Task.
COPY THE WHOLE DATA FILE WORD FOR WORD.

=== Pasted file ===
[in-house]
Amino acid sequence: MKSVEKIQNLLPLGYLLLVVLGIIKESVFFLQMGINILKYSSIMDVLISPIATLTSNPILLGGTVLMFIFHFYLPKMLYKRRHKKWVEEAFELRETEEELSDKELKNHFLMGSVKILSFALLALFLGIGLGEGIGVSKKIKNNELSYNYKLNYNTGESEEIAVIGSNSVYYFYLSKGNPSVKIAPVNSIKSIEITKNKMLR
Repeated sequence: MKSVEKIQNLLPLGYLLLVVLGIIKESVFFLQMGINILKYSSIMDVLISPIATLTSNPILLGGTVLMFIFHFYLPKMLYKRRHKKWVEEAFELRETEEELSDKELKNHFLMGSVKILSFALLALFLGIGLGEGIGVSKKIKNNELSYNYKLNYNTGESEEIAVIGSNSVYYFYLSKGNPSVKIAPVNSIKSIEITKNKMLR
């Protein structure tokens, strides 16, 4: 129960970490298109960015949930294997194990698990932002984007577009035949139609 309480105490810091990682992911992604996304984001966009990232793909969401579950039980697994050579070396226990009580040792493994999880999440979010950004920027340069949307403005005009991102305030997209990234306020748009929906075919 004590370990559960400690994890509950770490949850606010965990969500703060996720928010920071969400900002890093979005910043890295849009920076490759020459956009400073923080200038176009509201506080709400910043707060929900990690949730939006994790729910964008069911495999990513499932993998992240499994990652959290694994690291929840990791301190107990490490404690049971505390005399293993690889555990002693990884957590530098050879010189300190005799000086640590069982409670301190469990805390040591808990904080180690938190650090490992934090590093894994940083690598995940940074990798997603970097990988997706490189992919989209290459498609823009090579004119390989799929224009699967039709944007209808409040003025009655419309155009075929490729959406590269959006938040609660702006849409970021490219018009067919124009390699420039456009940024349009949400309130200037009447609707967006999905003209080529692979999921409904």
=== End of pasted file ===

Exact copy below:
[in-house]
Amino acid sequence: MKSVEKIQNLLPLGYLLLVVLGIIKESVFFLQMGINILKYSSIMDVLISPIATLTSNPILLGGTVLMFIFHFYLPKMLYKRRHKKWVEEAFELRETEEELSDKELKNHFLMGSVKILSFALLALFLGIGLGEGIGVSKKIKNNELSYNYKLNYNTGESEEIAVIGSNSVYYFYLSKGNPSVKIAPVNSIKSIEITKNKMLR
Repeated sequence: MKSVEKIQNLLPLGYLLLVVLGIIKESVFFLQMGINILKYSSIMDVLISPIATLTSNPILLGGTVLMFIFHFYLPKMLYKRRHKKWVEEAFELRETEEELSDKELKNHFLMGSVKILSFALLALFLGIGLGEGIGVSKKIKNNELSYNYKLNYNTGESEEIAVIGSNSVYYFYLSKGNPSVKIAPVNSIKSIEITKNKMLR
């Protein structure tokens, strides 16, 4: 129960970490298109960015949930294997194990698990932002984007577009035949139609 309480105490810091990682992911992604996304984001966009990232793909969401579950039980697994050579070396226990009580040792493994999880999440979010950004920027340069949307403005005009991102305030997209990234306020748009929906075919 004590370990559960400690994890509950770490949850606010965990969500703060996720928010920071969400900002890093979005910043890295849009920076490759020459956009400073923080200038176009509201506080709400910043707060929900990690949730939006994790729910964008069911495999990513499932993998992240499994990652959290694994690291929840990791301190107990490490404690049971505390005399293993690889555990002693990884957590530098050879010189300190005799000086640590069982409670301190469990805390040591808990904080180690938190650090490992934090590093894994940083690598995940940074990798997603970097990988997706490189992919989209290459498609823009090579004119390989799929224009699967039709944007209808409040003025009655419309155009075929490729959406590269959006938040609660702006849409970021490219018009067919124009390699420039456009940024349009949400309130200037009447609707967006999905003209080529692979999921409904």